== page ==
According to the South American website InfoBAE.com, Hezbollah has been expanding its influence in the region. On Monday, Peruvian police arrested a man, Muamad Amadar, who is allegedly connected with Hezbollah:
In recent years, the Lebanese terrorist group Hezbollah expanded its network in Latin America. On Monday, a member of the extremist organization [Hezbollah] was arrested in Surquillo district of Lima, capital of Peru, after handling explosives in the house where he was staying.
Following the raid at the house where Amadar was staying, Peruvian police discovered the remains of detonators, TNT and gunpowder in the trash.
Muamad Amadar is married to an “American nationalized Peruvian.”
Peruvian authorities are attempting to confirm their identity and nationality, and the reason for their presence in the country—in addition to investigating any possible illegal activity the couple might have been engaged in during their stay in Peru.
The arrest of Muamad Amadar was ordered by Peru’s Third National Criminal Court for Organized Crime, according to the local newspaper La Republica.
According to InfoBAE.com, Iran is one of the major financiers of terrorist groups operating in South America.
On July 18th, 1994, a terrorist crashed a van carrying 400 kilos of explosives into the Mutual Israeli Argentina Association (AMIA) building in Buenos Aires, Argentina. The attack left 85 dead and over 300 injured. The van was driven by Mohsen Ibrahim Hussein Berro, whose family still lives in the Bekaa Valley—the heart of Hezbollah.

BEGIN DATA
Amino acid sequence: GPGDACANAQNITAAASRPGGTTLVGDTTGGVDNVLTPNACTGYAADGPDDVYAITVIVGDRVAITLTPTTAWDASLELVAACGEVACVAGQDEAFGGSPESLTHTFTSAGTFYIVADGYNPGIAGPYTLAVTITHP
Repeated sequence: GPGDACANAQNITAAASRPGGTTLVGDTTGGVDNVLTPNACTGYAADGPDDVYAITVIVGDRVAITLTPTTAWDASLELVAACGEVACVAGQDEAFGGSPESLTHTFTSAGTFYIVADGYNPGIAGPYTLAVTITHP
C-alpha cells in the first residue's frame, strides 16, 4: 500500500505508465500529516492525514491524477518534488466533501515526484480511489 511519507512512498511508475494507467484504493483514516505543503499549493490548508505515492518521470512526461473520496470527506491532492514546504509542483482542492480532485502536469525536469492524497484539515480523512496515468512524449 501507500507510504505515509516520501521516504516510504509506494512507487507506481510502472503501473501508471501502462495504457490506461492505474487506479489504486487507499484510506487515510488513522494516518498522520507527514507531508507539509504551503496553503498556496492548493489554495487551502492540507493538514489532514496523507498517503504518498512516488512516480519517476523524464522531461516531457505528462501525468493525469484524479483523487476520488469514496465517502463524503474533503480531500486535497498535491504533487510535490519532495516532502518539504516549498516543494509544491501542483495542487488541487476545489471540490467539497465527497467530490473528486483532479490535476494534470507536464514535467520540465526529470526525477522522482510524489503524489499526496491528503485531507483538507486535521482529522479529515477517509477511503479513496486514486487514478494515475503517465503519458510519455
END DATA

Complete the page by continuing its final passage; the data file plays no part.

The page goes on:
On October 25, 2006, a team of Argentinian prosecutors led by Alberto Nisman formally accused Iran of having conceived and organized the AMIA attack in Buenos Aries.
Iranian President Hasan Rohani threw himself into the controversy, defending Hezbollah, despite overwhelming evidence the Shiite terrorist group executed the AMIA bombing. Rohani wrote on his Twitter account that he “does not understand” why the Argentinians would implicate the Lebanese terrorist militia in the AMIA attack.
“I’m surprised you call [Hezbollah] terrorists, when they are voted in by the Lebanese people. They are part of the government,” Rohani wrote on his twitter account.
While the American left bends over backwards and goes out of their way to minimize and downplay the terrorist threat in Latin America, there is increasing concern in the region, and in the U.S., about the presence of Islamic terrorists and the growing relationship between Venezuela and Iran.
Meanwhile, the Obama Administration is pursuing a friendlier relationship with the Iranian regime, according to a recent article in the Wall Street Journal:
The Obama administration also has markedly softened its confrontational stance toward Iran’s most important nonstate allies, the Palestinian militant group Hamas and the Lebanese militant and political organization, Hezbollah. American diplomats, including Secretary of State John Kerry , negotiated with Hamas leaders through Turkish and Qatari intermediaries during cease-fire talks in July that were aimed at ending the Palestinian group’s rocket attacks on Israel, according to senior U.S. officials.
Only in Obama’s America does a senior Obama official refer to the leader of Israel as “chickenshit,” while the administration simultaneously pursues “best buds” status with Iran.
h/t: George C.